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Hi guys
How a you all? I was thinking about buying a Benrus type:1 dive watch. I' have read that this is the watch that was given to the Special Forces durling the Vietnam War. I was also wondering how much would a watch like this set me back. All the one I have seen have been uses, can I still get my hand on a NOS one.
 

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If you are keen on a NOS Benrus, the closest you are likely to come is to purchase one of the MMT Blackwater homages by Bill Yao (click on the Mark-II-Corp. banner near the top of the forum). :)
 

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Type 1's go for about a grand...

in decent condition. I have never seen any NOS Type 1's, and only one NOS type II for sale-- ever.

And, as with any military watch, finding one in really good condition can be problematic, and usually very expensive. Mint Type I fetch closer to the $1200-1500 price point.

Type II's trade for a couple hundred less or so so that may not be a bad starting point. They were issued along side the Type I's and eventially replaced them, and really only differ in the dial layout.



Or do as Crusader mentioned and check out Bill Yao's offerings.
 

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They were issued along side the Type I's and eventially replaced them,
The Type I was intended to be a diver's watch, it suppliment the Tornek-Rayvilles procured under MIL-W-22176, and later superceeded them.

The Type II was intended to be a navigation watch, or a "pilot's watch."

The reason the Type Is were not procured more in the later years is because the Navy found that commercial diver's (such as the Tudor/Rolexes and even later, Seikos) were cheaper and better suited as dive equipment.

A Tudor cost the Government about $250 each, the Benrus' about $50 more.
 

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The Type I was intended to be a diver's watch, it suppliment the Tornek-Rayvilles procured under MIL-W-22176, and later superceeded them.

The Type II was intended to be a navigation watch, or a "pilot's watch."
It may be interesting to note that in the mil.spec. both Types I and II are equally described as "Submersible and Navigation"; the dial patterns are referred to simply as "symboled" und "numbered" dials. However, for the Type I, the mil.spec. describes a "navigation elapsed time ring" (1-12, which we are all familiar with) and a "submersible elapsed time ring" (0-60 in the usual dive bezel pattern) - the latter is fairly rare to non-existent, or at least I haven't seen a picture of it.

So while I agree with Lysander that the Type I is clearly more of a dive watch, and the Type II more of a navigator, apparently the persons who wrote the mil.spec. considered the difference between navigational and dive watches in the bezel, not the dial pattern.

BTW, I consider the dual-use 1-12 bezel with the additional markings for the first 20 minutes the most practical bezel. One can time minutes, hours, use it for a second timezone ... clever piece of kit, that. :)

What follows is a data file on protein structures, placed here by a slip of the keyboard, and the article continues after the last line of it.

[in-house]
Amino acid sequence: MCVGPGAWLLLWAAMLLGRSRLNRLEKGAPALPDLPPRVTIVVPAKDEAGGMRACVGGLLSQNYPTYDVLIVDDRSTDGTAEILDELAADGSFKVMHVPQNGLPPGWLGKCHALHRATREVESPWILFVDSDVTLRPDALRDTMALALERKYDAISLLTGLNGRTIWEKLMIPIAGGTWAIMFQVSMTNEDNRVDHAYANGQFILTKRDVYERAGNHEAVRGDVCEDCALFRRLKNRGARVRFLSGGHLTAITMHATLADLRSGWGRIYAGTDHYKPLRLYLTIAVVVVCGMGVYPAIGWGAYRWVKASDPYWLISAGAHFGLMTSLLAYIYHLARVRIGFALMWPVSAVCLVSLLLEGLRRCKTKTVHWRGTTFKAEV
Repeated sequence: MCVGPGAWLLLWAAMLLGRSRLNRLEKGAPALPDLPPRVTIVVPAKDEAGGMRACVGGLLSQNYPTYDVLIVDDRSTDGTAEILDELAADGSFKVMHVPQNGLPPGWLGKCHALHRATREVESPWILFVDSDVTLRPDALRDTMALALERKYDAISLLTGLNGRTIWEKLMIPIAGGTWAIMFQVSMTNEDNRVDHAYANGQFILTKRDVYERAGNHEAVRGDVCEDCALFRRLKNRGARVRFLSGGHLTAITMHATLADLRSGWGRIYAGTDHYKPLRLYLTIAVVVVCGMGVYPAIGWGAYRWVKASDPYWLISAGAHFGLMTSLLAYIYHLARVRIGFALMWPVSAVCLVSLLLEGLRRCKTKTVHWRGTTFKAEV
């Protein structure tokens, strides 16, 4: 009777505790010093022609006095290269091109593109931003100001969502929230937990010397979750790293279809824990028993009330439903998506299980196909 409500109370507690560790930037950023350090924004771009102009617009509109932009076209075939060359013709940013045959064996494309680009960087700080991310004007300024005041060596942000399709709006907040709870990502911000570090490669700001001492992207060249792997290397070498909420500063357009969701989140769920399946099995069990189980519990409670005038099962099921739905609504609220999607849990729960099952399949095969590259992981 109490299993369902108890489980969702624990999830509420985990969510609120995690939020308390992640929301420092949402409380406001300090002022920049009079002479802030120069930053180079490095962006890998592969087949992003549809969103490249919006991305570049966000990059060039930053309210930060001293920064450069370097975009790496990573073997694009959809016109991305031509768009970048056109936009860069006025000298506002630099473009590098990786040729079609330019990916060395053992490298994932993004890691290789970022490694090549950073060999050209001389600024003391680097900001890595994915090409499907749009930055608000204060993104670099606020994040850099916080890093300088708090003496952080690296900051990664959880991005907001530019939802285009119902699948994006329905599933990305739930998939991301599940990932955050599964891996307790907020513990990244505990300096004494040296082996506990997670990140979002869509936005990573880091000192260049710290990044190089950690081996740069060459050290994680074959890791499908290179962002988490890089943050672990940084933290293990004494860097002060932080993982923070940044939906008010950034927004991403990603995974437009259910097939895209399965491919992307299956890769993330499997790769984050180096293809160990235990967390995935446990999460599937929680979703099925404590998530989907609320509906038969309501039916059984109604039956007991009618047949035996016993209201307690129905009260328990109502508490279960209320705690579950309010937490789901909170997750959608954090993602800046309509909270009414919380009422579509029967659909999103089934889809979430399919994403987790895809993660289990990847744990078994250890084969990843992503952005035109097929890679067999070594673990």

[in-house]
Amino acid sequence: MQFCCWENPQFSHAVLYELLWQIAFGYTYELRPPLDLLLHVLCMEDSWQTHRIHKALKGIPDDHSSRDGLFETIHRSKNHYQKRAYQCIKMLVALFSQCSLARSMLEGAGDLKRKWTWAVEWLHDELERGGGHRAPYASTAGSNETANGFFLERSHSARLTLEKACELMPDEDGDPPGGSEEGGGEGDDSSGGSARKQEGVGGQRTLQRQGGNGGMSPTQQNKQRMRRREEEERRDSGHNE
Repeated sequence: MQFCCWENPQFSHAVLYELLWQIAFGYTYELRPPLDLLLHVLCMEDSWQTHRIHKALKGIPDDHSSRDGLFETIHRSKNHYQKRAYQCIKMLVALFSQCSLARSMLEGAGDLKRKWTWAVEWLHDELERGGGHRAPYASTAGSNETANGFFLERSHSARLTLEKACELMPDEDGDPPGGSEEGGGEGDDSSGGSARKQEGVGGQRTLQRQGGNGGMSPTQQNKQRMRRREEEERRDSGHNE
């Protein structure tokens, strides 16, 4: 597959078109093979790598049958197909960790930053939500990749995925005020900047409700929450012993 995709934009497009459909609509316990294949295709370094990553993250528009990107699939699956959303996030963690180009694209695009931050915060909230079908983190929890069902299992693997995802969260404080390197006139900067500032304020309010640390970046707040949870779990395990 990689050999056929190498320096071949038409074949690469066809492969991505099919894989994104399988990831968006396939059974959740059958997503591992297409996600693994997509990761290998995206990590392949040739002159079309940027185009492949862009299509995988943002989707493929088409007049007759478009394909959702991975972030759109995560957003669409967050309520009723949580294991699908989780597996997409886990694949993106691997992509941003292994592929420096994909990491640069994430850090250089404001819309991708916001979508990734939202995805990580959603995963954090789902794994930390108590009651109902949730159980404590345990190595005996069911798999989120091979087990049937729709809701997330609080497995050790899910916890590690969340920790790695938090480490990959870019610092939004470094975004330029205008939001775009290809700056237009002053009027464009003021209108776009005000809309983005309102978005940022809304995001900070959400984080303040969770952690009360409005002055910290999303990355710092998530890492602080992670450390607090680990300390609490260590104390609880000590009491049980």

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The Type I was intended to be a diver's watch, it suppliment the Tornek-Rayvilles procured under MIL-W-22176, and later superceeded them.

The Type II was intended to be a navigation watch, or a "pilot's watch."



The reason the Type Is were not procured more in the later years is because the Navy found that commercial diver's (such as the Tudor/Rolexes and even later, Seikos) were cheaper and better suited as dive equipment.

A Tudor cost the Government about $250 each, the Benrus' about $50 more.

I've never seen anything to suggest that the Type II was intended solely as a Pilot's watch - the Specs refer only to a "symboled" and "numbered" dials and the Spec itself is titled "Wris, Watch, Subersible and Navigation"

As for the Rolex and Tudor replacing the Benrus - you have it backwards. I recently had a discussion with Cmdr. Al Betters USN (retired) who served in UDT and Seals and helped to establish the SEAL Museum in Fl. (and helped Whitney write his book "Military Timepieces" ); he stated the Rolex was being used in the 50s and the Tudor in the 60s to be replaced by the TR-900 (short lived) and the Benrus I and II. Both the Rolex and the Tudor were purchased at the Unit level (not a government contract).

"Billy my issued timepieces were the; Elgin & the Hamilton canteen type
and we had the same crown problem with the Hamilton (too small).Then
came the Rolex Submariner,1954 ,then a Tudor, then a Benrus" Cmdr. Al Betters ... Later emails discussed why he wasn't issued a TR-900.

If someone is searching for a Type I or II - i'd say now is the time to grab them ; as other military divers such as the MN Tudor are quickly going through the roof (and i'd be these will quickly follow). Yesterday a nice MN Tudor with Reforme papers went for over $4K !



Kind Regards,